Itís been nearly a decade since Mark Chmura was acquitted of third-degree sexual assault charges in suburban Milwaukee.
Although Chmura was legally cleared, the reputation of the Green Bay Packers Pro Bowl tight end took a major hit in subsequent years.
Any discussion of prom parties and hot tubs ultimately led to bad or tasteless jokes involving Chmura. His name has been dragged through the mud countless times, and some view him with disdain or disgust.
But the time to move on is long overdue. Chmuraís induction into the Packers Hall of Fame on Saturday night at the Lambeau Field Atrium should help in the healing process and serve to formally welcome him back into the Packers family where he belongs.
This is not meant to excuse Chmuraís behavior a decade ago. Chmura himself has admitted he was guilty of bad judgment and immature actions. He has apologized, but more importantly, has spent the last 10 years serving as a productive member of society and solid citizen.
For those who donít believe Chmura is worthy of Hall of Fame induction based on character issues, the time has come to let go.
It would be different had Chmura been convicted of a crime, but a jury found him not guilty. The fact he has nevertheless paid a heavy price in the form of public scorn should give those who stand in judgment their pound of flesh.
To his credit, Chmura has never played the victim card and suggested people feel sorry for him.
Instead, in the midst of public ridicule, he picked himself up, gritted his teeth and moved forward. He became a better husband and father and has contributed to his workplace and community.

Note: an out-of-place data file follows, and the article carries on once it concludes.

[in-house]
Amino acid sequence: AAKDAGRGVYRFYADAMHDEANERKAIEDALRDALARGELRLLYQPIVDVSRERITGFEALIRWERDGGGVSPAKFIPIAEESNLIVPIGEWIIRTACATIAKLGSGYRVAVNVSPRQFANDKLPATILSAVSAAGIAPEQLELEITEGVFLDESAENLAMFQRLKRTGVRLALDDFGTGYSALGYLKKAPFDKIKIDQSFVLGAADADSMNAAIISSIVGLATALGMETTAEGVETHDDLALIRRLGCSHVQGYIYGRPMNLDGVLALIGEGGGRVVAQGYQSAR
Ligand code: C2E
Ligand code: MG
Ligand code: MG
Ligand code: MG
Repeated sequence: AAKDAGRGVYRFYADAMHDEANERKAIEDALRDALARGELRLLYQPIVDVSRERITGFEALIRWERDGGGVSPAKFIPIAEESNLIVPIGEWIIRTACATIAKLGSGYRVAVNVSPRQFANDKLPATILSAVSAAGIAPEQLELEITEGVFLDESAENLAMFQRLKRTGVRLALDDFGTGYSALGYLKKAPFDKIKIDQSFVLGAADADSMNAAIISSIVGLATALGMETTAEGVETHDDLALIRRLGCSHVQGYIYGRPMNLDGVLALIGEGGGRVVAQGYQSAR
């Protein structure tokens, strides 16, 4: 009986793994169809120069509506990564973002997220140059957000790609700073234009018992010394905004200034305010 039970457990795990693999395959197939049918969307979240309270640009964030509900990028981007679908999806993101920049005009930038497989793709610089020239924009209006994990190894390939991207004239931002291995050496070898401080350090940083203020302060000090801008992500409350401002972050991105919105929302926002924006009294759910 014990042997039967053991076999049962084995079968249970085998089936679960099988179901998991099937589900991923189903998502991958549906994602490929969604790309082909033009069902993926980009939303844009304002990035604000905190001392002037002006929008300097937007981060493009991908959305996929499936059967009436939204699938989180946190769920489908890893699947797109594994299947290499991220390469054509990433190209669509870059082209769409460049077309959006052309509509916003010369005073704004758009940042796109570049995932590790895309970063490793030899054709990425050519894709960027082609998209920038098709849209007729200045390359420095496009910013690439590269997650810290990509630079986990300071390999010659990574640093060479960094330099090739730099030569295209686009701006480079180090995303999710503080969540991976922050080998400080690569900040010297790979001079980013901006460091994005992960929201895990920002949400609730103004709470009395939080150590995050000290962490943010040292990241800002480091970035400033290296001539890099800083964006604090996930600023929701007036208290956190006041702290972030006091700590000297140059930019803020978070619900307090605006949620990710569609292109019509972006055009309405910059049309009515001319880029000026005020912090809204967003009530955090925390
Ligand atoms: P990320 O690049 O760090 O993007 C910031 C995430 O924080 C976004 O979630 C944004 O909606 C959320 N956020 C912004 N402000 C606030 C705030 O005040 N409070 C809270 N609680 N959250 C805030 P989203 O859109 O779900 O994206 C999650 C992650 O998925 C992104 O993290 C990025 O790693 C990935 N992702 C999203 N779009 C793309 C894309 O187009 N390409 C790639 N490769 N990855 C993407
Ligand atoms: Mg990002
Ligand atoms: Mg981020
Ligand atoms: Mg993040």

What more can we possibly ask of him?
Denny Tattum, Packers Hall of Fame vice president of sales and marketing, said a playerís off-field activities, both good and bad, are taken into account during the selection process.
ďChmura, No. 1, was acquitted,Ē said Tattum. ďChmura, No. 2, has really been in a lot of ways a staunch supporter of the community he lives in. Professionally heís upheld his part of the program as far as his commitment to the community, his job and his family.Ē
Some choose to dwell on past mistakes and wallow in what-ifs. But one measure of success is how a person responds to adversity and failure. Chmura has passed that test with flying colors.
It would have been easy for Chmura to flee the state, yet he chose to stay among us to begin the painful process of rebuilding his reputation.
Had Chmura continued a pattern of questionable behavior, the critics would have reason to doubt him. But over the past decade Chmura has changed the course of his life by doing the right things.
He was honored not only for his past on-field accomplishments, but also his ability to move on from the past and learn from it.
Mike Vandermause is sports editor of the Press-Gazette.